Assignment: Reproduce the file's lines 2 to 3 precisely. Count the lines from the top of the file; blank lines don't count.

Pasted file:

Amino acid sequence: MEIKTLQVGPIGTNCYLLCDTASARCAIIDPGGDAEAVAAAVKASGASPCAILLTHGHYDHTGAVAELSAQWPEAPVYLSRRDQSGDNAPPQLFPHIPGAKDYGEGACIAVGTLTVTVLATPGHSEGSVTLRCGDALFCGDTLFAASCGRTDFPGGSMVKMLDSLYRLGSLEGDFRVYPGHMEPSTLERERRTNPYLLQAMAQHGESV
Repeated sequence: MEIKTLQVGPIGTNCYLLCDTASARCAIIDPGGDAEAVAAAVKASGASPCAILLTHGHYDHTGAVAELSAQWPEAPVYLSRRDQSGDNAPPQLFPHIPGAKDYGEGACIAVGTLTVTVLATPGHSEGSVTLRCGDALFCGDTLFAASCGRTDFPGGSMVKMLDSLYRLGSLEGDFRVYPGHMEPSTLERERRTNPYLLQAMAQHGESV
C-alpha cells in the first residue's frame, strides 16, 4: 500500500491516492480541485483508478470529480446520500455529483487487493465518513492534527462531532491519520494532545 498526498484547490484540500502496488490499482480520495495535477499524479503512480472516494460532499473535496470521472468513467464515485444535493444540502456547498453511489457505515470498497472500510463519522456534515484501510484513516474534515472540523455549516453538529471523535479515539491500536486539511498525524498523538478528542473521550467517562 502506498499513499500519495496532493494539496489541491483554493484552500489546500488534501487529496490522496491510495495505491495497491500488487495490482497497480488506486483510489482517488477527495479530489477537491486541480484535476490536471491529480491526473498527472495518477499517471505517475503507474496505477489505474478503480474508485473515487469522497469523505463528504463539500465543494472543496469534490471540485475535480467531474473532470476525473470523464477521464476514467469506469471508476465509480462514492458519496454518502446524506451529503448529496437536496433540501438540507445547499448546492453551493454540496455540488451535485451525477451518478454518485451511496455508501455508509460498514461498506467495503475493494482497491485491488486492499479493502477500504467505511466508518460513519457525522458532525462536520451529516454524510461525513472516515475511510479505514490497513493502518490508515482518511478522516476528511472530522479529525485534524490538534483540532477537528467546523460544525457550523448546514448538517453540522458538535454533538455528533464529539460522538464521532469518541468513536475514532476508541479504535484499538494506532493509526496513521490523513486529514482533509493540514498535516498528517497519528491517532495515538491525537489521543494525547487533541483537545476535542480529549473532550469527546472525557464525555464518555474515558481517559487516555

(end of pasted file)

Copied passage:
Repeated sequence: MEIKTLQVGPIGTNCYLLCDTASARCAIIDPGGDAEAVAAAVKASGASPCAILLTHGHYDHTGAVAELSAQWPEAPVYLSRRDQSGDNAPPQLFPHIPGAKDYGEGACIAVGTLTVTVLATPGHSEGSVTLRCGDALFCGDTLFAASCGRTDFPGGSMVKMLDSLYRLGSLEGDFRVYPGHMEPSTLERERRTNPYLLQAMAQHGESV
C-alpha cells in the first residue's frame, strides 16, 4: 500500500491516492480541485483508478470529480446520500455529483487487493465518513492534527462531532491519520494532545 498526498484547490484540500502496488490499482480520495495535477499524479503512480472516494460532499473535496470521472468513467464515485444535493444540502456547498453511489457505515470498497472500510463519522456534515484501510484513516474534515472540523455549516453538529471523535479515539491500536486539511498525524498523538478528542473521550467517562 502506498499513499500519495496532493494539496489541491483554493484552500489546500488534501487529496490522496491510495495505491495497491500488487495490482497497480488506486483510489482517488477527495479530489477537491486541480484535476490536471491529480491526473498527472495518477499517471505517475503507474496505477489505474478503480474508485473515487469522497469523505463528504463539500465543494472543496469534490471540485475535480467531474473532470476525473470523464477521464476514467469506469471508476465509480462514492458519496454518502446524506451529503448529496437536496433540501438540507445547499448546492453551493454540496455540488451535485451525477451518478454518485451511496455508501455508509460498514461498506467495503475493494482497491485491488486492499479493502477500504467505511466508518460513519457525522458532525462536520451529516454524510461525513472516515475511510479505514490497513493502518490508515482518511478522516476528511472530522479529525485534524490538534483540532477537528467546523460544525457550523448546514448538517453540522458538535454533538455528533464529539460522538464521532469518541468513536475514532476508541479504535484499538494506532493509526496513521490523513486529514482533509493540514498535516498528517497519528491517532495515538491525537489521543494525547487533541483537545476535542480529549473532550469527546472525557464525555464518555474515558481517559487516555